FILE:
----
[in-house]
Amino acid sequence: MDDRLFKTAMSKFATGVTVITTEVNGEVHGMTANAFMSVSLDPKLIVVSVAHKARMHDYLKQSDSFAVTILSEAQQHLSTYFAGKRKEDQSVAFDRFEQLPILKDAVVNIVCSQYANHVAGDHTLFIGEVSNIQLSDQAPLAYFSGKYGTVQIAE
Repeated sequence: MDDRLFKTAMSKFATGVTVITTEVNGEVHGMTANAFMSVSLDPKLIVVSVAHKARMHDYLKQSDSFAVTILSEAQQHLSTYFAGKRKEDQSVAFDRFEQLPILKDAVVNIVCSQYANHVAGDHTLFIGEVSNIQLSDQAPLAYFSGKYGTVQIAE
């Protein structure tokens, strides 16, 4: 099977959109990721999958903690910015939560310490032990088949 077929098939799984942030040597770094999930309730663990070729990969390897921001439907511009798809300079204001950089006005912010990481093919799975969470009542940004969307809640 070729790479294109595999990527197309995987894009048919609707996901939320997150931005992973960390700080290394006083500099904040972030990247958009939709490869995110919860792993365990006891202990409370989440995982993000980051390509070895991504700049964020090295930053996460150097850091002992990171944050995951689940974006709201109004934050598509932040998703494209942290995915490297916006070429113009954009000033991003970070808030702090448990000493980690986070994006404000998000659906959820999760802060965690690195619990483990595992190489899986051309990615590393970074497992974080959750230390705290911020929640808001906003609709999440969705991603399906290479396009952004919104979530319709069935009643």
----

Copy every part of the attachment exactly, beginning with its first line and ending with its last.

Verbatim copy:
[in-house]
Amino acid sequence: MDDRLFKTAMSKFATGVTVITTEVNGEVHGMTANAFMSVSLDPKLIVVSVAHKARMHDYLKQSDSFAVTILSEAQQHLSTYFAGKRKEDQSVAFDRFEQLPILKDAVVNIVCSQYANHVAGDHTLFIGEVSNIQLSDQAPLAYFSGKYGTVQIAE
Repeated sequence: MDDRLFKTAMSKFATGVTVITTEVNGEVHGMTANAFMSVSLDPKLIVVSVAHKARMHDYLKQSDSFAVTILSEAQQHLSTYFAGKRKEDQSVAFDRFEQLPILKDAVVNIVCSQYANHVAGDHTLFIGEVSNIQLSDQAPLAYFSGKYGTVQIAE
């Protein structure tokens, strides 16, 4: 099977959109990721999958903690910015939560310490032990088949 077929098939799984942030040597770094999930309730663990070729990969390897921001439907511009798809300079204001950089006005912010990481093919799975969470009542940004969307809640 070729790479294109595999990527197309995987894009048919609707996901939320997150931005992973960390700080290394006083500099904040972030990247958009939709490869995110919860792993365990006891202990409370989440995982993000980051390509070895991504700049964020090295930053996460150097850091002992990171944050995951689940974006709201109004934050598509932040998703494209942290995915490297916006070429113009954009000033991003970070808030702090448990000493980690986070994006404000998000659906959820999760802060965690690195619990483990595992190489899986051309990615590393970074497992974080959750230390705290911020929640808001906003609709999440969705991603399906290479396009952004919104979530319709069935009643």